1.         “When I used to do your job some years ago………”

2.         “I was in LA only last week………”

3.         “When I had lunch with your MD the other day……….”

 

If you want to enjoy the full support of your audience try and stay at the same “level”. Use your genuine knowledge and expertise to impress them rather than using your superficial “seniority” and position.

 

Flying Starts:

Presentations are like aeroplanes – at their most dangerous when they take off or land! The first, and last, two minutes are crucial.

  1. Calming Nerves – someone once said that the human brain is a marvellous piece of equipment that works well from the moment we are born to the moment that we stand up to speak in public. Fortunately there are many techniques for dealing with nerves although presenters still need “butterflies” to get the best results.
  • Rehearse the first minute in your mind twenty times and in front of a colleague until s/he gives you the “thumbs up”. Excessive pauses, filled with “errh” and “you know” are almost always a sign of insufficient rehearsal.
  • Never start until you are ready – even if it means saying “just talk amongst yourselves for a minute whilst I get set up”. This is not going to be a problem for the audience because someone will probably want to make a quick phone call or go to the loo!
  • Have a glass of water handy to keep your mouth moist
  • Establish good eye contact with a friendly supporter in the room.
  • Try deep breathing before you start – it will slow your heart rate dramatically.
  • Stand with your feet eighteen inches apart – if you stand with your feet together you will sway and resemble the leaning tower of Pisa!
  • Try and get a visual up quickly – a slide with your objectives perhaps. The group will look at it, not you, and you will calm down very quickly
  • Sit down and cover an item of “any other business” before you start e.g. “Could I just check the timings before we start………..” or “Could I just get the introductions out of the way before we start our presentation………” or “Can you hear me at the back? When you then stand up to do your presentation your heart rate will be back to normal and you will feel confident but calm but remember that this “A0B” start could be perceived as a weak opening.

“The day I lose stage-fright is the day I stop acting!”

Laurence Olivier

2.         Your objectives slide – don’t crowd it with masses of detail. Keep it simple     for best effect – three objectives will be remembered and four won’t.  State your objectives in their terms not yours.

  • Don’t say “My objective is to explain what the Marketing department does” try saying “My objective is to explain how Marketing intends to help you generate £500k of new business during the next three months.”
  • Tailor your language and try and use a tailored visual that is built around your audience’s needs. The language on the slide should also be “theirs” not yours.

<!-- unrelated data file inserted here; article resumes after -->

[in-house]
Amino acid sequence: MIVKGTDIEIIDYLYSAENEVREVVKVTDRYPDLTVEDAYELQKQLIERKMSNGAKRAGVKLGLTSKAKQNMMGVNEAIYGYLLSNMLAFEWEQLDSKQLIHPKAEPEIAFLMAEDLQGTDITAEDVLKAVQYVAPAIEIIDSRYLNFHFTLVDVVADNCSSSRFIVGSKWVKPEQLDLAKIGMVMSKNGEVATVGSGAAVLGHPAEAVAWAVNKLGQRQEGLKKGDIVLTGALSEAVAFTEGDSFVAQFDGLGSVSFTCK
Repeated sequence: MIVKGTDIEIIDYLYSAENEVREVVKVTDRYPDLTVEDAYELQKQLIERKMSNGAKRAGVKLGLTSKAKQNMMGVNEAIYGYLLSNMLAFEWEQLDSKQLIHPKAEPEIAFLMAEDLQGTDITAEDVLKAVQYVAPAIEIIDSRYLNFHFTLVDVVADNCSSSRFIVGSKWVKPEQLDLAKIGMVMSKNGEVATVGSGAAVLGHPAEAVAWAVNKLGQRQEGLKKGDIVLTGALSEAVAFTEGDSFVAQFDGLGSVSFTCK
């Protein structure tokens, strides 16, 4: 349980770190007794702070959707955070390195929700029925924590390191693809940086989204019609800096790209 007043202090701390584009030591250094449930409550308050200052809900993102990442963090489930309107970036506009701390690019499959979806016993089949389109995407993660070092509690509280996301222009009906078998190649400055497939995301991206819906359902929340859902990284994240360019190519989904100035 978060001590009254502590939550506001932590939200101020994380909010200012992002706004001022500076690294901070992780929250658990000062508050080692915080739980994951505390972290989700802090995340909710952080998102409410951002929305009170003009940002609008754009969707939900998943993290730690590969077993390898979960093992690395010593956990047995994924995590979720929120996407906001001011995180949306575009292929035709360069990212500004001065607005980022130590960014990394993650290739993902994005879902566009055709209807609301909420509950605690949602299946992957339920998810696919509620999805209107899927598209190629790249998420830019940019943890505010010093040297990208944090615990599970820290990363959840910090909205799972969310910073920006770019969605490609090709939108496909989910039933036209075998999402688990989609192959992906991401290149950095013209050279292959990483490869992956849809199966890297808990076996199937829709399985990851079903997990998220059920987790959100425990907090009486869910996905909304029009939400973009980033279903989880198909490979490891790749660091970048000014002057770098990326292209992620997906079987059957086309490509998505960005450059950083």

A bore is someone who talks to the audience about himself.

A gossip is someone who talks to the audience about others.

A good presenter is someone who talks to the audience about themselves!

3.         Motivate your audience – early on in your presentation they will have a  very personal, selfish agenda. They will be thinking “What’s in this for me? Why should I bother to listen to this?” You can motivate your audience in many ways:-

 

  • You could start your presentation by saying something the audience is not expecting to hear. The surprise will grab their attention.
  • Asking a question – but be prepared for the unexpected answer. If you say “Has anyone ever had a near fatal accident?” you need to know what you are going to say if they all put their hands up.
  • Using a positive motivator that explains the benefits e.g. “We think that the solutions outlined in our presentation today will save between £40-£50k next year………”
  • Using a negative motivator that explains the consequences of not going ahead e.g. “Towards the end of our presentation we will outline the financial benefits of our proposal but perhaps I could just repeat something that James said at the first meeting……….we need to do something radical because if we don’t we will have to make 20% of our people redundant!”

 

4.         Signpost your presentation The audience at the start of a presentationare like horses before the start of a race – scattered all over the place and facing in different directions. The starter has to bring them all up to the line together so that they start level and all go off in the same direction at the same time. As part of getting off to a flying start try “signposting” – this technique tells the audience where you are taking them, what lies ahead and how you want to work with them e.g.

  • “My presentation will last for forty minutes and is split into three sections………”
  • “Here is our proposal. We would like to give you some time to read the first section, then take your questions before we present sections two and three…..”
  • “During the next hour please ask questions as we go along………”
  • You can use this signposting technique throughout the presentation, not just at the start e.g.
  • “I am now coming to the most important parts of my presentation………”
  • “We’ve just got time to cover section three……….then we will have a quick coffee………….then we will show you the film……..”
  • “Before I summarise, let me give you a chance to ask some more questions……………”

5.         Time your presentation – set your watch at 12.00 the moment you are  due to start. This way, every time you glance at your watch you will quickly know how many minutes you have been talking for.